CEOs losing confidence in economy
- 29 July, 2010 15:29
Queensland CEOs are less confident in the economy now than they were three months ago, but are still more bullish than they were in 2009.
According to a survey commissioned by the CEO Institute, only 58% of respondents agree that the economy is heading in the right direction, down from 82% in the previous quarter.
And just 49% of respondents expect higher profits in the next six months, compared to 56% in March. Around a quarter expect their profits to be lower.
But expectations of increasing investment, employment and profitability are holding steady, with 61% planning to employ more people in the next six months, and an equal percentage expecting to invest more.
The CEO Institute's CEO financial index – a measure of confidence in the economy and profit expectations, as well as employment and investment expansion plans – fell to 33, down from 45 in March but above the 30 from the first index in December 2009.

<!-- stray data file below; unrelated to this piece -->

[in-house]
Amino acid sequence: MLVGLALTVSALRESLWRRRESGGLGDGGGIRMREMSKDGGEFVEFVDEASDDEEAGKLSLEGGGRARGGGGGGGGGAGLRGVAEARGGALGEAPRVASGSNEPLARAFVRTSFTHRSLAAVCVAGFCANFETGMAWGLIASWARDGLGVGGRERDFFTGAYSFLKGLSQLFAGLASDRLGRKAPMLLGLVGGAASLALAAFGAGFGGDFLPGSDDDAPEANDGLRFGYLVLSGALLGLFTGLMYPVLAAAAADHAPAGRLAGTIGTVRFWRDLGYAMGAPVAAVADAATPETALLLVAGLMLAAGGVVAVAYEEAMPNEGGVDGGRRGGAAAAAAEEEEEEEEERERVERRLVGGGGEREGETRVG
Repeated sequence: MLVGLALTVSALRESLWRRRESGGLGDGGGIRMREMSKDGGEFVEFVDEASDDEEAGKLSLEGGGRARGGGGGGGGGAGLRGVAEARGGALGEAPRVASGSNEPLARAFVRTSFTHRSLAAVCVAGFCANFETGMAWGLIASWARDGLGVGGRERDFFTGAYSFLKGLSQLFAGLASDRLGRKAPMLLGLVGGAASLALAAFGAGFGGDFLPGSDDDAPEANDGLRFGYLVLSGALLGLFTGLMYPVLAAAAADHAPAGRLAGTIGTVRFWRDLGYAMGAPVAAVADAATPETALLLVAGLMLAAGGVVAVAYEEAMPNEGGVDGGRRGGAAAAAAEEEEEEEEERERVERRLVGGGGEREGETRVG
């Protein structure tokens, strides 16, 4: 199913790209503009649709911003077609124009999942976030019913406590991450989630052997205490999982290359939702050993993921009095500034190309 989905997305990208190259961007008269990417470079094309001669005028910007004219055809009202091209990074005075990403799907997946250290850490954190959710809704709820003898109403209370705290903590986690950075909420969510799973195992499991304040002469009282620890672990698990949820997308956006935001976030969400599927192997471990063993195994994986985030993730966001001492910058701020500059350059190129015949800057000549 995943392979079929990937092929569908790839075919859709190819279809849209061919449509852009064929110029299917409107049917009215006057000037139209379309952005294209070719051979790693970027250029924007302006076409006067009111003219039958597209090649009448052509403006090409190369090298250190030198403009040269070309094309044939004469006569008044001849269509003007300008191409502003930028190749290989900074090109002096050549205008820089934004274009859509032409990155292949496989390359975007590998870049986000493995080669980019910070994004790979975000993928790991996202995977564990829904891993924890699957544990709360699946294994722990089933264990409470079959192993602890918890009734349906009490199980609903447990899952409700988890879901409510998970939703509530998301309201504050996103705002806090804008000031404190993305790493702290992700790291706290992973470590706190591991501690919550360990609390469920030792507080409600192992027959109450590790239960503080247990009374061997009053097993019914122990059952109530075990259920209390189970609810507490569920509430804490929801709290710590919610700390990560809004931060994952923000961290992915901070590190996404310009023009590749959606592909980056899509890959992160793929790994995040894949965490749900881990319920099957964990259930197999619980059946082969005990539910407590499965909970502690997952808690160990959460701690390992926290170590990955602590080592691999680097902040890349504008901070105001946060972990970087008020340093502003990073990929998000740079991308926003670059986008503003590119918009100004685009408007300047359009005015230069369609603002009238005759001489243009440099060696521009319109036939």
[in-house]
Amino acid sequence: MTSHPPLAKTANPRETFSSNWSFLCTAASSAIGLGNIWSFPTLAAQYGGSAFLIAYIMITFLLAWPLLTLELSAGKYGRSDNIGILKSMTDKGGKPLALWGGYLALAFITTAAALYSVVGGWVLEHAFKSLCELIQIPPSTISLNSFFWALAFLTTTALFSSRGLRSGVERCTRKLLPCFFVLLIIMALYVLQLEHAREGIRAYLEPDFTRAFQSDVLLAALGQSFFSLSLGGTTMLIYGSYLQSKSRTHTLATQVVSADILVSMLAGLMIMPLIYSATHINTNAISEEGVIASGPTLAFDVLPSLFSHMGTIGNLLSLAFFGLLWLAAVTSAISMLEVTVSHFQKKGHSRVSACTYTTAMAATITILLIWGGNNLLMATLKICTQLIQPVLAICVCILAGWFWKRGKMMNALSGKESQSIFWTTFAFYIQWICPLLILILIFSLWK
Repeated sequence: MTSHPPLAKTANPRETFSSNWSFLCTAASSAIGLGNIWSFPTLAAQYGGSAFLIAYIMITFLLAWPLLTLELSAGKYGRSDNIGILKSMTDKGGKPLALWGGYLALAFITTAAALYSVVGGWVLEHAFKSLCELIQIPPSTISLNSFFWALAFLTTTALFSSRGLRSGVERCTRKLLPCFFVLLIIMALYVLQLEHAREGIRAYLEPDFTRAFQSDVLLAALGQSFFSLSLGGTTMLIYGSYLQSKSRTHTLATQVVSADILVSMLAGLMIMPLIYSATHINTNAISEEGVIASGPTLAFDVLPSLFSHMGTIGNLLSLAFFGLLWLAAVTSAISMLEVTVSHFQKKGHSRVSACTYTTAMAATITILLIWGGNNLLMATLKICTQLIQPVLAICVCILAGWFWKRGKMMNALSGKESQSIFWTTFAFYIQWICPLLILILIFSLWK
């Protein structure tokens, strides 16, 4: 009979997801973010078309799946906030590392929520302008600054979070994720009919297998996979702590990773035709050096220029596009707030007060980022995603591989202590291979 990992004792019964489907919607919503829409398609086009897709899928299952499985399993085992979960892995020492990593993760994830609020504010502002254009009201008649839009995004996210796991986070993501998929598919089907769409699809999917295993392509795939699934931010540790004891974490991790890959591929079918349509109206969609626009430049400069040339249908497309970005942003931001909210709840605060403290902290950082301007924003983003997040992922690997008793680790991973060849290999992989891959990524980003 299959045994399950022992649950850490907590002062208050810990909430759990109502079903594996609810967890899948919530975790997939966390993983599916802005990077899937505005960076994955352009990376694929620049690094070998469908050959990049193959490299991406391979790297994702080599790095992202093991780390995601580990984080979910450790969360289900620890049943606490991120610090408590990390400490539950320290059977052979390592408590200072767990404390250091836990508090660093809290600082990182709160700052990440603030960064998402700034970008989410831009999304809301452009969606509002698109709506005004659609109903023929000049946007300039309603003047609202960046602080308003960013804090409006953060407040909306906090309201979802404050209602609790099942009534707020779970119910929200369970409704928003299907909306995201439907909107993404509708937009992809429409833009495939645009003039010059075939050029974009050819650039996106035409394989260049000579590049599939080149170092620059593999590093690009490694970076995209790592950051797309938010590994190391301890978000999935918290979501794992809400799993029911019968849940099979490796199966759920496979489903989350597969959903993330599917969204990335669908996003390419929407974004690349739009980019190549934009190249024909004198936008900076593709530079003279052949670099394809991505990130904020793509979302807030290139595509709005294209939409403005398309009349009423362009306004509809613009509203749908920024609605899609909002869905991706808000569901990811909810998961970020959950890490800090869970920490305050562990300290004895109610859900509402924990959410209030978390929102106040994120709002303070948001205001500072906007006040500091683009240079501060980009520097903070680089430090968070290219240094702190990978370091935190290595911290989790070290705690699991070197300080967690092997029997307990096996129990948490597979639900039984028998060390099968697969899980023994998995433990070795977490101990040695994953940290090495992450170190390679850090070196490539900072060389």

“The mood of CEOs was quite upbeat in the first two quarters of this year and while confidence about the economy appears to be on the wane, respondents still expect their own businesses to be fairly robust for the next 6 months,” said Sue Forrester, Queensland CEO of the CEO Institute.
But she warned that issues CEOs had to face during the global financial crisis were beginning to re-emerge, although it was unclear whether this trend would continue.
“Our next quarterly report should show whether confidence in the future of the economy picks up or whether business behaviour adjusts down to fit expectations. If it’s the latter, we may see the economy cool,” she said.
The largest number of respondents – 24% - pointed to the federal election as the biggest single potential impact on their businesses, followed by the mining tax at 16%.
Even some companies not in the mining business were concerned over the mining tax, with some saying it could set a precedent which may lead to other industries being singled out, and that it could create investor uncertainty, which is bad for the overall economy.
That said, respondents were fairly evenly split over whether the mining tax was a good idea. No position received more than 50% of support, but overall 42% agreed with the tax and the principals behind it, while 35% disagreed.